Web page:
On Jan. 25, Aan Iskandar’s family in Cairo, Egypt, went to bed with knives in their hands for the first time.
“Last week was the worst week of my life,” Iskandar said. “I felt in fear, and I felt helpless. All we heard was people were going to protest. Then, all of a sudden, we saw lots of people on the street. I couldn’t get a hold of my family members.”
Iskandar, 21, has three aunts, four uncles and more than 15 cousins living in Cairo. She moved to Sarasota 11 years ago with her mother and brother, and after graduating high school, enrolled in classes at the University of South Florida Sarasota-Manatee to study marketing.
Her father and brother, Originos and Andro Iskandar, who run a real-estate business in Cairo, flew to Sarasota Jan. 18 to visit. They were supposed to return to Egypt at the same time thousands of protestors flooded the streets to demonstrate against President Hosni Mubarek’s rule and call for his resignation.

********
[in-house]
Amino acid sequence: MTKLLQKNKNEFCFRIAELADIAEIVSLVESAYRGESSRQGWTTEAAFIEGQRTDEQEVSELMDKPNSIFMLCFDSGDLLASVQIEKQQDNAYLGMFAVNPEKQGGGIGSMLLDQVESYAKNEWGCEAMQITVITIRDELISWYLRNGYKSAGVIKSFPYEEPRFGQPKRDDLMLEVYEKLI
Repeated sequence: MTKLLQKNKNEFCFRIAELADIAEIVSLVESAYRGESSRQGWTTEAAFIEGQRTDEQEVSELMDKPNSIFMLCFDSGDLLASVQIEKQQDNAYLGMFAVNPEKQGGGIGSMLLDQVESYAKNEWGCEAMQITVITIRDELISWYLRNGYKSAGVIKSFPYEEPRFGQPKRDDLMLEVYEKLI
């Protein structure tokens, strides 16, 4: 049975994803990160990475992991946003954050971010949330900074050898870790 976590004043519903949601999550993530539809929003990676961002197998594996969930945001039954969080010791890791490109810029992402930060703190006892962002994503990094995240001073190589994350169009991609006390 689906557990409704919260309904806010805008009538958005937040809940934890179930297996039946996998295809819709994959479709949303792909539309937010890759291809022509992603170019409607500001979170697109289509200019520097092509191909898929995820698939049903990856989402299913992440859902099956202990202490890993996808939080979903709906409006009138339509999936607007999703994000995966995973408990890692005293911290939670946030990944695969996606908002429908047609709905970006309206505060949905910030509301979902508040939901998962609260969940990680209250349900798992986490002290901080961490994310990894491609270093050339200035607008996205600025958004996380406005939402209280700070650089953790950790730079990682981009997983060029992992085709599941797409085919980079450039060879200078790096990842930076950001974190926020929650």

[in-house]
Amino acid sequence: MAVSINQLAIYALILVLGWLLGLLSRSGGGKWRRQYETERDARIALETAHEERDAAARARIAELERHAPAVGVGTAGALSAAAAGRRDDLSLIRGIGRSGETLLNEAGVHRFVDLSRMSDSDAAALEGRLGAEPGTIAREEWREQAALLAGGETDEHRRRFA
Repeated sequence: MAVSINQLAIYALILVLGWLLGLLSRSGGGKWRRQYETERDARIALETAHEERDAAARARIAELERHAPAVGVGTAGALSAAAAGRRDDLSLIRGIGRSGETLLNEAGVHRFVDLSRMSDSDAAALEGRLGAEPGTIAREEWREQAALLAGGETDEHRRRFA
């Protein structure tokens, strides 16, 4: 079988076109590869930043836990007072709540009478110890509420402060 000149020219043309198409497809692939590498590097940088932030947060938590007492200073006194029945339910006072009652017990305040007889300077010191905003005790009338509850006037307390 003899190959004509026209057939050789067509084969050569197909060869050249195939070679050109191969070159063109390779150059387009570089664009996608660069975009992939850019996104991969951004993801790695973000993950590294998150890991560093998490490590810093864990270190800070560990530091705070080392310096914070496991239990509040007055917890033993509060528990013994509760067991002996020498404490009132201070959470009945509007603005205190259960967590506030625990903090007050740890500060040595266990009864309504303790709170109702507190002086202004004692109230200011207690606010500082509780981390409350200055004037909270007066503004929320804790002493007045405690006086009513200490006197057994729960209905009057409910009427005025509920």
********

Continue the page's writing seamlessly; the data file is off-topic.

“They were thinking about leaving, and my mom cried,” Iskandar said. “I think God kind of did this whole thing just for them to be here with us at this moment — this was the right time that they came. We had to pull them back to stay, but we know how my brother feels because his wife is there.”
Iskandar’s family is one of the largest in Cairo. Her best friends, whom she’s known since kindergarten, are still hearing gunshots. She’s worried they won’t find enough food because the streets are so unsafe. A curfew is also still in effect.
“We were praying for everybody,” Iskandar said. “We fasted for three days and went to church for all of our family that is there.”
Iskandar had planned to return to Cairo after earning her degree but isn’t sure it’s the right decision.
“We didn’t sleep for five days,” she said. “My dad is worried about his business and unsure of what to do next. He wants to go back, and he loves his country. Our hearts are over there all the time. We are just heartbroken.”
Contact Loren Mayo at firstname.lastname@example.org
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